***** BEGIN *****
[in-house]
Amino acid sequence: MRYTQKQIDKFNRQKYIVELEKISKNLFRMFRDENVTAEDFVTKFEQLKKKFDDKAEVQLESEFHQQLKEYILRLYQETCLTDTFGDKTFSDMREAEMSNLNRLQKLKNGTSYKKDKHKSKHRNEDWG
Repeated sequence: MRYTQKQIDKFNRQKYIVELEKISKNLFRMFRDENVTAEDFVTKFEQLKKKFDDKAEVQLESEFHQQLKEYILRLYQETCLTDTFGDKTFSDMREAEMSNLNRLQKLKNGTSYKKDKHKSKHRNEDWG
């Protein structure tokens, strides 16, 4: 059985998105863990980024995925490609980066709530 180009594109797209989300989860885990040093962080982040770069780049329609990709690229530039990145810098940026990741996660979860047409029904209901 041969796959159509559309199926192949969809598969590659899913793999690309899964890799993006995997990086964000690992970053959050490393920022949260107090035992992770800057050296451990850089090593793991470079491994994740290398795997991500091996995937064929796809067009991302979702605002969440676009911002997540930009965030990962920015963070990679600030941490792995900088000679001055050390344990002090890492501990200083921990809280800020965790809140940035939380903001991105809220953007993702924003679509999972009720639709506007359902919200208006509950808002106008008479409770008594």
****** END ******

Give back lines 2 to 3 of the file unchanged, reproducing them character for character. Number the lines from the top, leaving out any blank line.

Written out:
Amino acid sequence: MRYTQKQIDKFNRQKYIVELEKISKNLFRMFRDENVTAEDFVTKFEQLKKKFDDKAEVQLESEFHQQLKEYILRLYQETCLTDTFGDKTFSDMREAEMSNLNRLQKLKNGTSYKKDKHKSKHRNEDWG
Repeated sequence: MRYTQKQIDKFNRQKYIVELEKISKNLFRMFRDENVTAEDFVTKFEQLKKKFDDKAEVQLESEFHQQLKEYILRLYQETCLTDTFGDKTFSDMREAEMSNLNRLQKLKNGTSYKKDKHKSKHRNEDWG